No-one was more disappointed for Marie than David when she did not win this event, however she represented her country with distinction including high commendation from the judges. I enjoyed very much travelling with David and Marie on this and subsequent accordion related trips and it always amazed me how, even if David did not like the accordion, he sure was popular with accordionists amongst whom, Marie and he, have many great life-long friends.

After 1988, health and work commitments meant that Marie was not able to compete again but she always kept a strong interest in the accordion. She and David moved to Wellington but after they returned to Auckland, and as health allowed, Marie performed regularly in groups and orchestras.

In 1985 Marie and David travelled to Bali with the Musicale Accordion Orchestra. They hotly competed in all of the pursuits available at Club Med but the most hotly contested event was the daily early morning game of tennis against brother Ian and his wife Heather. All the members of our group would wander past the tennis court enquiring “who was winning today” to only get the answer "The Masefields" regardless of who was actually happened to be winning!

Marie played in a quartet with Steve Gutmann, Wayne Knights and Robin Hill for a couple of years, performing many times .

Marie was also involved with myself and David’s brother Peter Masefield when along with Wayne Knights, we started the Accordions Worldwide internet site.

Marie regularly adjudicated at the NZ Championships and the South Pacific Championships and also helped me tutor Campbell Bettridge prior to him representing New Zealand internationally. Her ability as a teacher was always a pleasure to work with.

Music skills such as Marie possessed are normally enjoyed well into old age and only grow with experience and maturity. That makes today an even sadder loss to our small accordion community. Such playing skills, teaching ability and love for music coupled with the fun that Marie and David were to have a part of the accordion world, makes the loss today feel that much worse.

I would like now to finish with some words from a famous New Zealand accordionist who has been living overseas since 1980 and who at times helped me prepare Marie for international competitions. These words are from Kevin Friedrich, himself a competitor internationally, a former President of the Accordion Teachers Guild of North America and currently Vice-President of the world accordion organisation, the Confederation Internationale des Accordeonistes – IMC - UNESCO

I think his words speak eloquently for all accordionists here. From Kevin.

I feel very privileged to have known Marie, and like all of you here, have many fond memories of the times we spent together. Those times included countless hours of accordion work, where Marie never ceased to amaze everyone with her brilliance both musically and technically! Every accordionist attending today, (including Harley) will cringe with envy at the thought of Marie ripping through her bass chromatic runs with those long fingers, flying over the keyboard. A quick learner and quite the perfectionist, she tackled every challenge with that same enthusiastic approach, never questioning if she could do it or not, but only how long it would take!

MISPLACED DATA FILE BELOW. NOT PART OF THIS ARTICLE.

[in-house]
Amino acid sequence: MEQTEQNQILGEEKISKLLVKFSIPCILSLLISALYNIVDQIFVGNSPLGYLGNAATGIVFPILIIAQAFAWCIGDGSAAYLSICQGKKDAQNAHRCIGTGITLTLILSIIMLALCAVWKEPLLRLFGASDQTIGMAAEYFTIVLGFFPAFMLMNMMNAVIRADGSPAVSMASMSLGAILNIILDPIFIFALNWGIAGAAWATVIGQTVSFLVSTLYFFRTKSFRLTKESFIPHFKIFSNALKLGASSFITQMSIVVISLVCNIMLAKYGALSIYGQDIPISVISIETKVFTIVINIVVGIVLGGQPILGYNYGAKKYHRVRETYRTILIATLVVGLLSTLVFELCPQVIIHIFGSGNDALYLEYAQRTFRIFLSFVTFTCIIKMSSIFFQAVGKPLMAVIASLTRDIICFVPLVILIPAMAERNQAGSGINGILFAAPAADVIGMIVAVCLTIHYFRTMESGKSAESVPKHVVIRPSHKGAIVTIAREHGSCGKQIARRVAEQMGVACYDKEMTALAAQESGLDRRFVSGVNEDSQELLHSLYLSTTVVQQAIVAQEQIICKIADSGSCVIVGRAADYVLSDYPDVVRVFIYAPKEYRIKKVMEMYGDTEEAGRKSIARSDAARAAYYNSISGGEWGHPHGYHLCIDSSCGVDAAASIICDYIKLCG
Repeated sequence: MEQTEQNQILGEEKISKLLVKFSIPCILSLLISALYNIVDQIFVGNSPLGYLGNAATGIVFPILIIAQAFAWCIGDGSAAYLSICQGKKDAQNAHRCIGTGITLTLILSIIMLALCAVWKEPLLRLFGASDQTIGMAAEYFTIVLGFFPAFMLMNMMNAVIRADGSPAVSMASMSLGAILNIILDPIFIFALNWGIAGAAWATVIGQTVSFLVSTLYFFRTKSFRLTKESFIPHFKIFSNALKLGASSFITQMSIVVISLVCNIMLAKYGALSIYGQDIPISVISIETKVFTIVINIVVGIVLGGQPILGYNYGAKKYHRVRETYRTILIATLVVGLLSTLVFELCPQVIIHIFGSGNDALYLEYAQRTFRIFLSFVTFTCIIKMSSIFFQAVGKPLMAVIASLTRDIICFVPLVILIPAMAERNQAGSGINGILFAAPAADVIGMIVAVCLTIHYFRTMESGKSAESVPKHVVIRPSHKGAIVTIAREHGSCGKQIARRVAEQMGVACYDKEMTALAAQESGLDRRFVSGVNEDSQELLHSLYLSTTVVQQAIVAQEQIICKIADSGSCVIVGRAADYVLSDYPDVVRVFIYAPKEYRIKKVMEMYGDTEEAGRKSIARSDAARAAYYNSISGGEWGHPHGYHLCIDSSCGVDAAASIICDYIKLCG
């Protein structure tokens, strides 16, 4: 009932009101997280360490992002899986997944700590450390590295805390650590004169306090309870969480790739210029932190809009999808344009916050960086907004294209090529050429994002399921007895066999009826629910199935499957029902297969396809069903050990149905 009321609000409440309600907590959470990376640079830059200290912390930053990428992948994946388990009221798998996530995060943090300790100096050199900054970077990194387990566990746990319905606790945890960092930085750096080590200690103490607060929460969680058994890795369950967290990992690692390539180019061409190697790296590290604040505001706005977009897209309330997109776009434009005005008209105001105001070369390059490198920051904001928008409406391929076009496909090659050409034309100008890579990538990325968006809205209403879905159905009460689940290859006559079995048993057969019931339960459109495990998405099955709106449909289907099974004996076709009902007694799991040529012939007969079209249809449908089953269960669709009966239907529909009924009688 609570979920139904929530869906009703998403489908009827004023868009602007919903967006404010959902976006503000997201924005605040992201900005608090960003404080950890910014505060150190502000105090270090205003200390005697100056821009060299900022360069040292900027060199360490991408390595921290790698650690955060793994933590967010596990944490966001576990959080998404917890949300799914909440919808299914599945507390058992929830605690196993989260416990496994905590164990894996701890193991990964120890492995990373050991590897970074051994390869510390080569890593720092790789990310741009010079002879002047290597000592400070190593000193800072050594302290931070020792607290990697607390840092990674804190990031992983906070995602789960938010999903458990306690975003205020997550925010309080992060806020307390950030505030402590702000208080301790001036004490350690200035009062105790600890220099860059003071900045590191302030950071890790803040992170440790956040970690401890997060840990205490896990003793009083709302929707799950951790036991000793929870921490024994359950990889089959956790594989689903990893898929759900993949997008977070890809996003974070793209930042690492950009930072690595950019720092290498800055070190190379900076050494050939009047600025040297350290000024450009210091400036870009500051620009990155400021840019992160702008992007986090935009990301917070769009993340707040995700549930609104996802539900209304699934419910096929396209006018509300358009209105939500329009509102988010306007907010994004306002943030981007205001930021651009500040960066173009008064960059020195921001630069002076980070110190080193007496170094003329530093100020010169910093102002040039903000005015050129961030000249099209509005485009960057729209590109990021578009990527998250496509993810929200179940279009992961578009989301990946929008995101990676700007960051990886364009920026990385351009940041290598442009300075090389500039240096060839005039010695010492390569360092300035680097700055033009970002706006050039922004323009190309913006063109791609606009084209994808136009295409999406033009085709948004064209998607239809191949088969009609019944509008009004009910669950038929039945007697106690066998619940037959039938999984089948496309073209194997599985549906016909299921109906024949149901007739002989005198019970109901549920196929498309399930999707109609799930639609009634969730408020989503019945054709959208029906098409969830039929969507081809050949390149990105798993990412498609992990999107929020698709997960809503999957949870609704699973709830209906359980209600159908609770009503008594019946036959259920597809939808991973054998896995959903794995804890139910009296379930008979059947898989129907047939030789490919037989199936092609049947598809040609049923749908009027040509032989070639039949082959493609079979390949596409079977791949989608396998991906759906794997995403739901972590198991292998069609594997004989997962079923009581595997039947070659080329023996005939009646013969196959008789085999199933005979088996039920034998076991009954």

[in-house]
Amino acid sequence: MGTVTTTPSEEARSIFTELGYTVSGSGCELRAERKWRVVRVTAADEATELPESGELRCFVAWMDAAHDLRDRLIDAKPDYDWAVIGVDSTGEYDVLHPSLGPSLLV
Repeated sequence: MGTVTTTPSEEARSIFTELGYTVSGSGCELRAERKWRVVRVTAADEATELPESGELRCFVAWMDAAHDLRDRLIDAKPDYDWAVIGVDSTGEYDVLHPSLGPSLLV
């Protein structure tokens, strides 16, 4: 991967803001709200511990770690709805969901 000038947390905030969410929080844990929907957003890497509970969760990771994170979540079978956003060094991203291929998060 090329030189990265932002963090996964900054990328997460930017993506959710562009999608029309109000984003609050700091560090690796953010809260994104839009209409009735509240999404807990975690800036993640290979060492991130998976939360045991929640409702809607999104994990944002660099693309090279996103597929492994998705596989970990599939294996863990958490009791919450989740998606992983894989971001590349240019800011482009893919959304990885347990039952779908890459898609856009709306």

We also had the joy of experiencing some pleasure times together which took us all over the world. One of my most vivid memories of Marie, is of her galloping across the North African dessert on horseback, as we made our way among the great Pyramids of Egypt outside of Cairo one New Years Eve.

However, I guess the thing that is most memorable about Marie, is that always at her side, was her loving husband David. The one who endured endless hours of accordion practices, accordion lessons, accordion concerts, accordion competitions and just plain 'accordion talk'. In fact, after I hadn't heard from David and Marie for a while one time, I teased David, that the reason he hadn't written, was that he was too busy down in the basement learning the entire accordion repertoire of Gary Daverne on Marie's new Super V!

So, my heart goes out to David, Dillan, the entire family and all the friends, during this tragic time. Marie will always live on in our hearts, inspiring us to tackle our daily lives, just like she did, with the upmost of optimism, courage and enthusiasm. May you all find comfort to know that you are in the company of family and friends both near, and in this case, afar.

My sincerest condolences in this time of great loss,

Kevin Friedrich

Thank you very much. - Harley Jones

Picture below: 15 year old Marie with some of her trophies